We’ve been working on LISN part time for three years, and it’s been a lot of fun because we love this space, we love the concept, and we want to see this product exist in the world. But we’re now at a point where we want to figure out if this is something the market is interested in. The first step in that is promoting what we’ve built, what we think the problem is, and why we think this solution is meaningful, and for us, that looks like a Product Hunt launch on March 31st. Product Hunt is a platform where technology companies can talk about what they’ve built to investors, others in the industry, and people who are interested in the up-and-coming technology scene. Our hope is to get a large base of new users so we can understand how people feel about the problem we’re solving and so we can begin iterating on what we’ve built. Based on the momentum we develop, we’ll be able to validate if the timing is right for the vision we have, and if so, then we’d love to raise our first round of venture capital and continue working on bringing this to life.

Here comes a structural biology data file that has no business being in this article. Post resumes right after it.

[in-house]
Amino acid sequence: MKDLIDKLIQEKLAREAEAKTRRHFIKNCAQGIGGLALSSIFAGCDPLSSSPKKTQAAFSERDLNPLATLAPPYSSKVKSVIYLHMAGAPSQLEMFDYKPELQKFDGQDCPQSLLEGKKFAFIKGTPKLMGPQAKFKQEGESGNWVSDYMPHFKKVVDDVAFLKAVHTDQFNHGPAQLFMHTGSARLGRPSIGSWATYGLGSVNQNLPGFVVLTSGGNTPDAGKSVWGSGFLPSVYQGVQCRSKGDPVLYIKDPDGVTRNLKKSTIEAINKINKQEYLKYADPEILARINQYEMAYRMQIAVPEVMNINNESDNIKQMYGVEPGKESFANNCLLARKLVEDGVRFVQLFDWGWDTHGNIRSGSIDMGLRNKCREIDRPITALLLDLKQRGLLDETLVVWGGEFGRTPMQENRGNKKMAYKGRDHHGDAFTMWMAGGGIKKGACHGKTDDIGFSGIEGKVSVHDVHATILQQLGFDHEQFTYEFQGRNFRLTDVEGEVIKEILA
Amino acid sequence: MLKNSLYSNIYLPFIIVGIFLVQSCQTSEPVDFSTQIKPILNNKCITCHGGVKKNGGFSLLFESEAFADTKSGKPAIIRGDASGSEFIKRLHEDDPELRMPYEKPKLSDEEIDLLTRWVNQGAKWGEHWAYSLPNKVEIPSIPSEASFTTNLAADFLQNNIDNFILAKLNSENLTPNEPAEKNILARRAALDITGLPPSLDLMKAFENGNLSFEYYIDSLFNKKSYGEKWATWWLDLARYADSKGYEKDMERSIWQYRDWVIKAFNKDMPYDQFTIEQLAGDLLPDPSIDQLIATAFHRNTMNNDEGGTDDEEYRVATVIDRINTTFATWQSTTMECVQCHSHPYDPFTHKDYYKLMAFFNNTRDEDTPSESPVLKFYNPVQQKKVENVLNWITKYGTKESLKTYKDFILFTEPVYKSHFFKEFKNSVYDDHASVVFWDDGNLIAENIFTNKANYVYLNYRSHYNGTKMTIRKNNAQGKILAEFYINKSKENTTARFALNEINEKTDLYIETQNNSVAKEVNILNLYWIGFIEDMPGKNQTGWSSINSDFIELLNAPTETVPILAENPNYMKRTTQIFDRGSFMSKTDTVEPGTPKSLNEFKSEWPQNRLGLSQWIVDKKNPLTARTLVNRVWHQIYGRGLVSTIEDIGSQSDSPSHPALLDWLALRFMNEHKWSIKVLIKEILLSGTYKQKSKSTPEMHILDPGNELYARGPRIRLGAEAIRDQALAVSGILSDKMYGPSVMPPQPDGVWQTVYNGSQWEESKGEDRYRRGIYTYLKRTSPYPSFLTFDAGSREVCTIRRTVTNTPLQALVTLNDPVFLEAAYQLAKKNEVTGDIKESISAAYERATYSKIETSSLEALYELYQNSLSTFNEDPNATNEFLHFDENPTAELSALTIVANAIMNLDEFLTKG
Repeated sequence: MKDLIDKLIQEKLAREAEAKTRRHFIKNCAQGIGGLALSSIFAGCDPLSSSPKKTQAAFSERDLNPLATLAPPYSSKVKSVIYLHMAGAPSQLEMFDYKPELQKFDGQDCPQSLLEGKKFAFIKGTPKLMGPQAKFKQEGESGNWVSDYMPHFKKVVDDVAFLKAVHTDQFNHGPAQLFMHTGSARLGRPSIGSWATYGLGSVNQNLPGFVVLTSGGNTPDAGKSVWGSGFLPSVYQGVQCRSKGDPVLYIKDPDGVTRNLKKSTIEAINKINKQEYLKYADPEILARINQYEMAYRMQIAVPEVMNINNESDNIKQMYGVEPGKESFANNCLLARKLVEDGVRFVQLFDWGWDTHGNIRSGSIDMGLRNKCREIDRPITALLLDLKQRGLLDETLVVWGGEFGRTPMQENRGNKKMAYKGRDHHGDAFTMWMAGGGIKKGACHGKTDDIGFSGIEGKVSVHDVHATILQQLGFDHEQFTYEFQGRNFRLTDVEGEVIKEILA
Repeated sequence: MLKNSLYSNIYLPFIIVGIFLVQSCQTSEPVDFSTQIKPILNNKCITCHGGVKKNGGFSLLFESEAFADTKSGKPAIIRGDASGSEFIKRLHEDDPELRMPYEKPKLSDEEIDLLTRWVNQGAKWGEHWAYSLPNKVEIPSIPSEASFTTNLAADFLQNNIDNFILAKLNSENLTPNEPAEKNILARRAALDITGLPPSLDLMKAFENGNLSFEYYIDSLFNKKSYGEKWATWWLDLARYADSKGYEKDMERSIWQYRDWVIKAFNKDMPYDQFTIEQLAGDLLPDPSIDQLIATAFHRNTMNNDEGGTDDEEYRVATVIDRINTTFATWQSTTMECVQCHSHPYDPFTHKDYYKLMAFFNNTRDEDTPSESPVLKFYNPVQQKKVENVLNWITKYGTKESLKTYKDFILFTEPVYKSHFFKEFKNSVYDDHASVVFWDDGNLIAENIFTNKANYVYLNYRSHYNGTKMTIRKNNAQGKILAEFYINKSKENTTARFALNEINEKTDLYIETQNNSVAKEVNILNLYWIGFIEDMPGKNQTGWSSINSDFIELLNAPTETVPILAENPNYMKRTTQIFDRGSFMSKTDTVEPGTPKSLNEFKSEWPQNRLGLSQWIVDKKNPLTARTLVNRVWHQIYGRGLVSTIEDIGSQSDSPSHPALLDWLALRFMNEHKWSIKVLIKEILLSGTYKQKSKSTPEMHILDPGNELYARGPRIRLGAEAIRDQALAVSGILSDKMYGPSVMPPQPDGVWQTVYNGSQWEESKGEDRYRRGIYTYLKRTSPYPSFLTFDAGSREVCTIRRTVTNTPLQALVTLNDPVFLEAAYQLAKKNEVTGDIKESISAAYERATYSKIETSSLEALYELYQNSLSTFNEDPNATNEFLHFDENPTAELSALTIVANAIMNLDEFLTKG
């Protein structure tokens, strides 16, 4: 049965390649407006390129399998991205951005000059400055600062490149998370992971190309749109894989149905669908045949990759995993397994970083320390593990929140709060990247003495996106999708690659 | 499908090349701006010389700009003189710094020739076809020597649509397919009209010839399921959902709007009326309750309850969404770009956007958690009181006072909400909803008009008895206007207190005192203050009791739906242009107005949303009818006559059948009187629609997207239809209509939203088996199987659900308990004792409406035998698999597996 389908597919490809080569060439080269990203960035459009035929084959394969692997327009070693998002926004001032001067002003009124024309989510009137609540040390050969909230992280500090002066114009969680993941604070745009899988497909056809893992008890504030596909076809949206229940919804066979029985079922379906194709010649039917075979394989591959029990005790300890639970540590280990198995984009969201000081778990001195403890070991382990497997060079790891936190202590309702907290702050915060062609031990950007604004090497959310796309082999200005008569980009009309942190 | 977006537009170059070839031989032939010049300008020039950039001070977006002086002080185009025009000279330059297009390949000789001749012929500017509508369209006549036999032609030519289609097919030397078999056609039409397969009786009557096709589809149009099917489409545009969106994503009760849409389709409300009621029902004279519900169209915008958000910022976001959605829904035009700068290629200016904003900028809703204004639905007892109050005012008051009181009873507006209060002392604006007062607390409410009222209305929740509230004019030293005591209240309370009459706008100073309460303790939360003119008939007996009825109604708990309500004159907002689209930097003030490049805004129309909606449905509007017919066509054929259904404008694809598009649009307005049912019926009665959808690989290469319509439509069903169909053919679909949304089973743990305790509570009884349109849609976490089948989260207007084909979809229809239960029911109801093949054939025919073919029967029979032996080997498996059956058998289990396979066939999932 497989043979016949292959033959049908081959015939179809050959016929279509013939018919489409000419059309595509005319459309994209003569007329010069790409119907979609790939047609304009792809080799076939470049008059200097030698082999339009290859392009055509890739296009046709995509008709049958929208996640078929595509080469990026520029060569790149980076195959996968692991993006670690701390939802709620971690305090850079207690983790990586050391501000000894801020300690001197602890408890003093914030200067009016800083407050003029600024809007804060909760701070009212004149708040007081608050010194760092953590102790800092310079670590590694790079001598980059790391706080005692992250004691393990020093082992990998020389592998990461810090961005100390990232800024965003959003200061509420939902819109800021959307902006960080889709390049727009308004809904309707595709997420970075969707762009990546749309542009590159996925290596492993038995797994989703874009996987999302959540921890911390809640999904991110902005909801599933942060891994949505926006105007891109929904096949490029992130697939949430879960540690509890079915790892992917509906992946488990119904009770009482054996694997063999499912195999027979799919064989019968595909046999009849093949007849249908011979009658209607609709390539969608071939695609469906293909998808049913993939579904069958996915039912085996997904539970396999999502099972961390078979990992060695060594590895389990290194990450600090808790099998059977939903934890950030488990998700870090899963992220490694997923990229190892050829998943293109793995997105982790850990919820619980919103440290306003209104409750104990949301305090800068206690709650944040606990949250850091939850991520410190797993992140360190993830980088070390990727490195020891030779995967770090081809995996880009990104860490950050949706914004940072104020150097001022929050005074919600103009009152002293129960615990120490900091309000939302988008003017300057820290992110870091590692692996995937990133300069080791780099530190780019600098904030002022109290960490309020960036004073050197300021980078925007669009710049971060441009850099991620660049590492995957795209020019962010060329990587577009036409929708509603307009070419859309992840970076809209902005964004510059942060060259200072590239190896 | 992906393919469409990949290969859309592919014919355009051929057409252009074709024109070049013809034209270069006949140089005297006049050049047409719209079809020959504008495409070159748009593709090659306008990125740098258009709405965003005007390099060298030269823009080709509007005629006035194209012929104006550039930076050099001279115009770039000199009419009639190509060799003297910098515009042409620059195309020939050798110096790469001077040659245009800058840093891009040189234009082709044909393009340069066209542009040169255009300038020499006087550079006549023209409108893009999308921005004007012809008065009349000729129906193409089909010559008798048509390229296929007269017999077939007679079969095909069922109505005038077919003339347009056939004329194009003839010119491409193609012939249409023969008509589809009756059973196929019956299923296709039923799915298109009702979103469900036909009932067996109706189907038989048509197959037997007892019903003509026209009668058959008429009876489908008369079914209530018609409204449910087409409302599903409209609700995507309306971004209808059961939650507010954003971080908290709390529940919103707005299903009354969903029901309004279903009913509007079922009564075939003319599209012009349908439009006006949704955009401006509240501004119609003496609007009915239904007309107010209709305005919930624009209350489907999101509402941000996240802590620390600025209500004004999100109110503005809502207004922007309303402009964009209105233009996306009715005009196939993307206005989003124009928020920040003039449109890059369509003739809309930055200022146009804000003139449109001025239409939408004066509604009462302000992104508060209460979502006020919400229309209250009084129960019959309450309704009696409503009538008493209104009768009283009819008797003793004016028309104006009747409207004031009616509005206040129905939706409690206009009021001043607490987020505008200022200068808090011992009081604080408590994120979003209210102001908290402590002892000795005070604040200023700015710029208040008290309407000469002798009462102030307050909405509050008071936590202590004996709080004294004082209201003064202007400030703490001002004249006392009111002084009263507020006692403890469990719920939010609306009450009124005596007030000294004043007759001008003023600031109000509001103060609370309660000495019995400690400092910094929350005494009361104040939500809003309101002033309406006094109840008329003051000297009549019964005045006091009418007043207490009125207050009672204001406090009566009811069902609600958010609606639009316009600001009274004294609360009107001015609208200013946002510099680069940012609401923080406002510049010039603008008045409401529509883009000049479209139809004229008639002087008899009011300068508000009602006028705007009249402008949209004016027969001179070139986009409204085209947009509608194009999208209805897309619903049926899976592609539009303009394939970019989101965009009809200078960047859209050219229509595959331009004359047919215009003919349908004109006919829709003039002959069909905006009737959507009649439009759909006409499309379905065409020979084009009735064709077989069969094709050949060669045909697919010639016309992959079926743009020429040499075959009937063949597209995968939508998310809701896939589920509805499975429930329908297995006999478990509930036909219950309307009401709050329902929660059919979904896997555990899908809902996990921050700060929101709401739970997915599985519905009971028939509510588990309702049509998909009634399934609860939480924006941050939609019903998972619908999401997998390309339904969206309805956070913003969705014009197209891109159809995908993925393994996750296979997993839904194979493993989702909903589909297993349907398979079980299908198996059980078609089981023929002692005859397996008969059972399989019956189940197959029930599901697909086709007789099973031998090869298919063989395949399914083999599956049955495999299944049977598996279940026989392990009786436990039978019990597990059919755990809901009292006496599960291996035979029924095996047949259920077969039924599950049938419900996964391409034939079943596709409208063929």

Zameer Masjedee: Zameer is co-founder of LISN, a platform that helps people consume more diverse opinions through podcast clips. During the day, Zameer works as a Staff Solutions Engineer at Shopify, where he helps the world’s largest brands push boundaries in what’s possible with e-commerce. Zameer lives in Vancouver, BC. In the winter, you can find him skiing Whistler. In the summer, you’ll find him overlooking the Howe Sound from the summit of a nearby hike.